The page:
Legal Information for Startups
I’m not a lawyer nor am I offering any legal advice to anyone. What I have done instead is compiled some information put together by members of the legal profession that are relevant to startups seeking capital.
Selecting the Best Lawyer for Your Startup
Any old lawyer won’t do when it comes to advising you in a venture capital or other funding deal. Read this article on how to find the right lawyer for your startup.
If you want to be taken seriously by customers, suppliers, and everyone else, you are strongly advised to incorporate rather than operate as a sole proprietorship. Unincorporated businesses tend to trigger “here today; gone tomorrow” suspicions in most business people. Even if they have no concerns about your integrity, there will be questions about your level of business sophistication if you are unincorporated.
The message here is: set up a corporation or LLC for everything but a short-term business whose existence will be numbered in months rather than in years.
Business Legal Structures
When someone starts a business, one of the important decisions that he must make is to determine what type of business organization it will be. The three main choices have been, until recently, sole proprietorship, partnership, and corporation. Some prefer offshore corporations, please consult a professional for more information on these types of structures. This decision is crucial in terms of the tax consequences, the authority given to individuals associated with the company, and potential liability (that is, the financial responsibility) for each person connected with the business.
In 1977 Wyoming was the first state to enact a law authorizing a new type of business organization, the limited-liability company (LLC). By 1997, all 50 states had passed legislation authorizing the establishment of limited-liability companies, although each state’s laws differ slightly from one another.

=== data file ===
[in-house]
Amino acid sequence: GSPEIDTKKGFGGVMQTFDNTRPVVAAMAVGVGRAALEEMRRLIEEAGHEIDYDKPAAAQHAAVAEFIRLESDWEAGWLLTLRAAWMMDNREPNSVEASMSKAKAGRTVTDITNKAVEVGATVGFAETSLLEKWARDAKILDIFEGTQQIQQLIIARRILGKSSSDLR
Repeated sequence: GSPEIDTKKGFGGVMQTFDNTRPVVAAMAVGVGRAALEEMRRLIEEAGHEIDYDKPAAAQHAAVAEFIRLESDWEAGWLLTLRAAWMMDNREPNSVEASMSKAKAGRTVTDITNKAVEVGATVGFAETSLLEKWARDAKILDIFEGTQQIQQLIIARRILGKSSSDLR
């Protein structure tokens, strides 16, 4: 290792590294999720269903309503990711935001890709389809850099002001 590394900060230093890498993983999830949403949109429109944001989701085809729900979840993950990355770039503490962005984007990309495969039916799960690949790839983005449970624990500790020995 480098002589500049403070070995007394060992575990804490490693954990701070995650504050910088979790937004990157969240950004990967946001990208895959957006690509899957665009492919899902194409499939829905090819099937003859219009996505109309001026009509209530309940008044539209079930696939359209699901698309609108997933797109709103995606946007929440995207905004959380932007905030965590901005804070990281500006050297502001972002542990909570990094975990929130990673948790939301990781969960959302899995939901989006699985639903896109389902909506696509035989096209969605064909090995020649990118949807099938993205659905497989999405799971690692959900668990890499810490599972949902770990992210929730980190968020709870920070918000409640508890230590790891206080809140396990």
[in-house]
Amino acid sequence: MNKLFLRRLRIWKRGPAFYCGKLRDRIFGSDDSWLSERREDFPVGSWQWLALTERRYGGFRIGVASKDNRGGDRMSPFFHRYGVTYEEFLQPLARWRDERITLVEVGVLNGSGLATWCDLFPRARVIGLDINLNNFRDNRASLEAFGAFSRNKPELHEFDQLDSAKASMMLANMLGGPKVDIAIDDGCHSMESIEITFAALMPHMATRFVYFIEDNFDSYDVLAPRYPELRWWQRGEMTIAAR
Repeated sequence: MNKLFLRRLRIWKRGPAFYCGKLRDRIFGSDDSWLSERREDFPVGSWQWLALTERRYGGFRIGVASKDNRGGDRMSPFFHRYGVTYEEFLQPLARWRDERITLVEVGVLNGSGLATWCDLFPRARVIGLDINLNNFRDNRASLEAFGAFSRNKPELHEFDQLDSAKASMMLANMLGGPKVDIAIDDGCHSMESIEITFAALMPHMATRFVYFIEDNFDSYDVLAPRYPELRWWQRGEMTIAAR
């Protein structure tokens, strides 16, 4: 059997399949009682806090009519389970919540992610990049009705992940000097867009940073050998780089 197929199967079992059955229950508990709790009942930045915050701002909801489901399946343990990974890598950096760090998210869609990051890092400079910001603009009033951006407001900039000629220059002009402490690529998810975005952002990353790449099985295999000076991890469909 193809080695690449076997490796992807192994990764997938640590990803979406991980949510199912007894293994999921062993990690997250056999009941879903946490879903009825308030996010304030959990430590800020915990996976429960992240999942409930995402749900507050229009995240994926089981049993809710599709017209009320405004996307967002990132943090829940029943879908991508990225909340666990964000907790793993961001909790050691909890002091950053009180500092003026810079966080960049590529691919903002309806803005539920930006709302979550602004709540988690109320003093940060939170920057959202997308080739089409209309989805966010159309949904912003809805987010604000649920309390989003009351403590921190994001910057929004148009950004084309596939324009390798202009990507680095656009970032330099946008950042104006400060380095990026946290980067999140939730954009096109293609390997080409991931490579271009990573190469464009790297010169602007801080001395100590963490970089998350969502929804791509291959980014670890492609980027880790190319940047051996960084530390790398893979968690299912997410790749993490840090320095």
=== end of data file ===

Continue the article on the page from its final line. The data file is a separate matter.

The most common business legal structures are:
* sole proprietorship
* general partnership
* limited partnership
* limited liability partnership
* corporation (including S corporations)
* professional associations
* limited liability companies
* business trusts
* professional corporations
There are six common issues that distinguish the different business forms:
* risk and control
* continuity of existence
* expense and formality
Taxation and risk and control are the more significant issues. In addition to these common issues, there also are issues specific to each form.
A one-person company generally has only three choices of business form: sole proprietorship, corporation, or a limited liability company. Multiple people typically have the additional options of general partnership, limited partnership, or a limited liability company.
Liability is a risk that one exposes oneself to when starting a business. Two types of risk are tort risk and contract risk. A tort is an intentional or unintentional harm to the person or property of another. Some examples of tort risk are worker injury, product liability, automobile liability, and general liability, such as when somebody falls on a wet floor. Examples of contract risk are financing risk and risk with vendors and customers.
Tort risk can be protected against by using insurance. Ninety-nine percent of businesses can get an insurance policy against all tort risks. Excess insurance beyond standard liability limits often is not needed. For example, in medicine most people will settle claims at policy limits, because otherwise too many activists would protest if physician’s personal assets could be easily taken.
Liabilities associated with contract risk can be limited in the contract itself. For example, software user agreements may have a general liability limitation equal to the price paid for the software.
Traditionally, there was a tradeoff between liability and taxation. However, S corporations and LLC’s have changed that tradeoff so that a company can have limited liability and pass-through taxation.
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